This is something that couldn’t have been done if the series was still on a yearly output basis. To create new mechanics for a game, and implement them efficiently and to maximum effect, takes time and effort, both of which could be put off for the sake of meeting a release deadline if the need arises. While it’s not a surefire solution, an extra year gives the development teams behind the series the time they need to maintain this trend of notable innovation and engaging gameplay.
Likewise, there’s the health and well-being of the team at Ubisoft to consider. It’s no secret that work hours in the video game industry are brutal, especially in AAA game development. Developers can spend as many as 80 hours a week working on new titles to meet release windows, and the mental and physical tolls on them can be staggering.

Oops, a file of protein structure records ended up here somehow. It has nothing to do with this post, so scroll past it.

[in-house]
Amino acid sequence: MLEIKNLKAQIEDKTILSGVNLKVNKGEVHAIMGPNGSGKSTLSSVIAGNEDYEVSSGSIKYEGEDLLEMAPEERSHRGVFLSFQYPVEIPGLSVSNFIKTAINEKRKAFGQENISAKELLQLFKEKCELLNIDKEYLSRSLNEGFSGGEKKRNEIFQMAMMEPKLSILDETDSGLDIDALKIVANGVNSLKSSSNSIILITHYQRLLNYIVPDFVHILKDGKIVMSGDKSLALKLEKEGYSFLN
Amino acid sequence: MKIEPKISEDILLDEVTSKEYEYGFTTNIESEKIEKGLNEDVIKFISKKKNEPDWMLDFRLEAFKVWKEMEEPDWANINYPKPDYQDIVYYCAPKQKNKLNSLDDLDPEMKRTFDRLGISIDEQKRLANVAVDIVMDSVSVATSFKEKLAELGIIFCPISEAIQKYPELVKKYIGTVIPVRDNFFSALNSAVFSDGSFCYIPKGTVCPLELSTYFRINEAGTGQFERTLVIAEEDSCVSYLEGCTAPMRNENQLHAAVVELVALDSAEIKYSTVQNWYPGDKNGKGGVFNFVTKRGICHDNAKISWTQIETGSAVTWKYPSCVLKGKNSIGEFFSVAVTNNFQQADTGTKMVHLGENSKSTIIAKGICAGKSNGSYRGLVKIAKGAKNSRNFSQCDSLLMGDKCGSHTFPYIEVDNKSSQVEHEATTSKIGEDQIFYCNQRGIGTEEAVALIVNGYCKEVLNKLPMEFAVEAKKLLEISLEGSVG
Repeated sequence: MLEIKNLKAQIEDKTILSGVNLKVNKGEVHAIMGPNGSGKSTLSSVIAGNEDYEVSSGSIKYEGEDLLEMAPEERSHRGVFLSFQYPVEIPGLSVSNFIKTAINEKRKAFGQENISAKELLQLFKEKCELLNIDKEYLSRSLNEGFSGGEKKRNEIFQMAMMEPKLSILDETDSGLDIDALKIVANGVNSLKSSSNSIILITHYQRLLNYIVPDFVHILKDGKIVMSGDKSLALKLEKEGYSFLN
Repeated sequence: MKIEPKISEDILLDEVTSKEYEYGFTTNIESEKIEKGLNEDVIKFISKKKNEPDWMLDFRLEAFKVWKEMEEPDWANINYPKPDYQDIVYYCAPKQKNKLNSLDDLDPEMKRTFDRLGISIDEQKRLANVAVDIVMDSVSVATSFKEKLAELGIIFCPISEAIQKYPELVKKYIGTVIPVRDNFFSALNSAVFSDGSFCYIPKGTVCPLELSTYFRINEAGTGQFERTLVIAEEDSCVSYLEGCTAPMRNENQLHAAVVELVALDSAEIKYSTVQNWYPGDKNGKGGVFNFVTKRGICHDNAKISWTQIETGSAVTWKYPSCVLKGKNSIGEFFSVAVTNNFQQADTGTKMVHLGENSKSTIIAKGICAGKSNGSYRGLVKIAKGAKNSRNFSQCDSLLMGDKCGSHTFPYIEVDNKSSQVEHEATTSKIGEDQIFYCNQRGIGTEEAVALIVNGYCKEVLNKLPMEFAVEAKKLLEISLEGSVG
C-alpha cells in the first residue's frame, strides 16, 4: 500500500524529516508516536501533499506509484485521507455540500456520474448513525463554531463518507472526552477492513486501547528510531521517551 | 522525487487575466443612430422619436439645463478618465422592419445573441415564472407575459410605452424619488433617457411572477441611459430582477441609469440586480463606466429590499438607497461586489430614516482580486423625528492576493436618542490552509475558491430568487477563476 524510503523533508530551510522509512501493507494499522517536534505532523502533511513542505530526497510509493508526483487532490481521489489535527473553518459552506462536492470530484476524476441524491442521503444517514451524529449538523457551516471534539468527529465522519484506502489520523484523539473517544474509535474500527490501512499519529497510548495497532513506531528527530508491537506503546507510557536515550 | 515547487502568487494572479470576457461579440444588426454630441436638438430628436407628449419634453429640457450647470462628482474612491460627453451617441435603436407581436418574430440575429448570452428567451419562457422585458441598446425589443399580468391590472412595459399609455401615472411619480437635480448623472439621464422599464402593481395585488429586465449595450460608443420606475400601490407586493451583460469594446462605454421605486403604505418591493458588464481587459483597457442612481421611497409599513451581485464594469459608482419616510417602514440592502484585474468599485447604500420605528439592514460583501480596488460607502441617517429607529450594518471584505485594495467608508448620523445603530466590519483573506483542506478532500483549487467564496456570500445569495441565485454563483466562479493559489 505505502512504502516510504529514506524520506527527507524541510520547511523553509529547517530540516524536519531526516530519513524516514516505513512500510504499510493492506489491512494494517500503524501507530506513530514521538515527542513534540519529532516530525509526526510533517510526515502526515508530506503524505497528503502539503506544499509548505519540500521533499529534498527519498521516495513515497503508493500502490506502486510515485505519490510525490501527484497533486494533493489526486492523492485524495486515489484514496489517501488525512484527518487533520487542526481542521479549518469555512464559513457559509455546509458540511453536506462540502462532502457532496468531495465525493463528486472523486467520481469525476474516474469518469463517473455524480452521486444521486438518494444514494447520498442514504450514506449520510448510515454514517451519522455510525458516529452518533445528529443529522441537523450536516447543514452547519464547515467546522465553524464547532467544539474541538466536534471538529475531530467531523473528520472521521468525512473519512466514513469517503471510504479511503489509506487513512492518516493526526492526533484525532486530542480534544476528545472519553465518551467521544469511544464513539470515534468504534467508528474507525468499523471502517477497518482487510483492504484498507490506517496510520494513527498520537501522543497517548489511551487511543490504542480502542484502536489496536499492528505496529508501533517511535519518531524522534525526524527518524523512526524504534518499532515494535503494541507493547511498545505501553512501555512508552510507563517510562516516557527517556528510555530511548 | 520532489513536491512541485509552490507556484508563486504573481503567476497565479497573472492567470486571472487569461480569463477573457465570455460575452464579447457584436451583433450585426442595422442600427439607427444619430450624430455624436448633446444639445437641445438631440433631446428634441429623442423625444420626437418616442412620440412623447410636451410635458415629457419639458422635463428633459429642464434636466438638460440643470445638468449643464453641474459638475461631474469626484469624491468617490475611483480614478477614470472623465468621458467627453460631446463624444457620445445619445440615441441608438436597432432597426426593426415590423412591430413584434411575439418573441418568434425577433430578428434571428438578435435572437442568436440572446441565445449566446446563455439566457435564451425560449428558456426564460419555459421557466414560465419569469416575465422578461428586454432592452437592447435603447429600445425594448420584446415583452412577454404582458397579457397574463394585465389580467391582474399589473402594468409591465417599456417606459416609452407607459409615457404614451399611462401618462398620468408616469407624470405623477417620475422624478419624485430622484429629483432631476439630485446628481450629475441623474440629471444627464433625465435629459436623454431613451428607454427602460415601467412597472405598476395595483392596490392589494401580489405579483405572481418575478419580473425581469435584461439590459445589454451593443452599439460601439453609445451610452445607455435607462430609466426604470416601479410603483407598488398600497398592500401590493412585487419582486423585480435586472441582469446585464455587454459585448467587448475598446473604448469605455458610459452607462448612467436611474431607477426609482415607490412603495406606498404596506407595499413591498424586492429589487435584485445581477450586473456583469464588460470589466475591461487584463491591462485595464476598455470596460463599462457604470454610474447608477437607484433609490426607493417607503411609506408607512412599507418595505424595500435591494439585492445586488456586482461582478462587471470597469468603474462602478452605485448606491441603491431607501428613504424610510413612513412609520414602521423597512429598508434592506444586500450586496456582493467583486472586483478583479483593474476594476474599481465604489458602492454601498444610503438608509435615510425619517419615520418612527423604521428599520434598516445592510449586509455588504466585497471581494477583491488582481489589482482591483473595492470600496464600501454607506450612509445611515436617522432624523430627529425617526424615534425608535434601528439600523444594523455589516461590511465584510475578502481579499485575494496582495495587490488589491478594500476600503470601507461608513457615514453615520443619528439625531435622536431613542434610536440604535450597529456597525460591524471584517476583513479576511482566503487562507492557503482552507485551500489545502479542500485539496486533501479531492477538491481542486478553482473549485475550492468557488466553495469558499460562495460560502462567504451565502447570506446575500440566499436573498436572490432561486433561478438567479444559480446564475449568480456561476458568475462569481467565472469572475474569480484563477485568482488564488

Ubisoft is no exception to this. While a yearly release is all well and good for the company’s profits, the amount of strain and demand on the game’s development teams is unavoidable to keep up with the output, even divided among several people and teams, as is the case for the series. This can lead not only to a shoddier product, but to burnout among talented individuals who might otherwise help create the next big title, or would stay with the company if not for the overbearing workload.
Granted, it still won’t be a surefire recipe for success. There’s always the chance a title won’t come together in the way the developers want it to, and the next title may take risks and make changes that aren’t received well by fans. That said, the series has been at its greatest when it had the time to flesh itself out, explore new grounds and take risks. If what the developers need to do that is an extra year for development, it’ll be a small price to pay.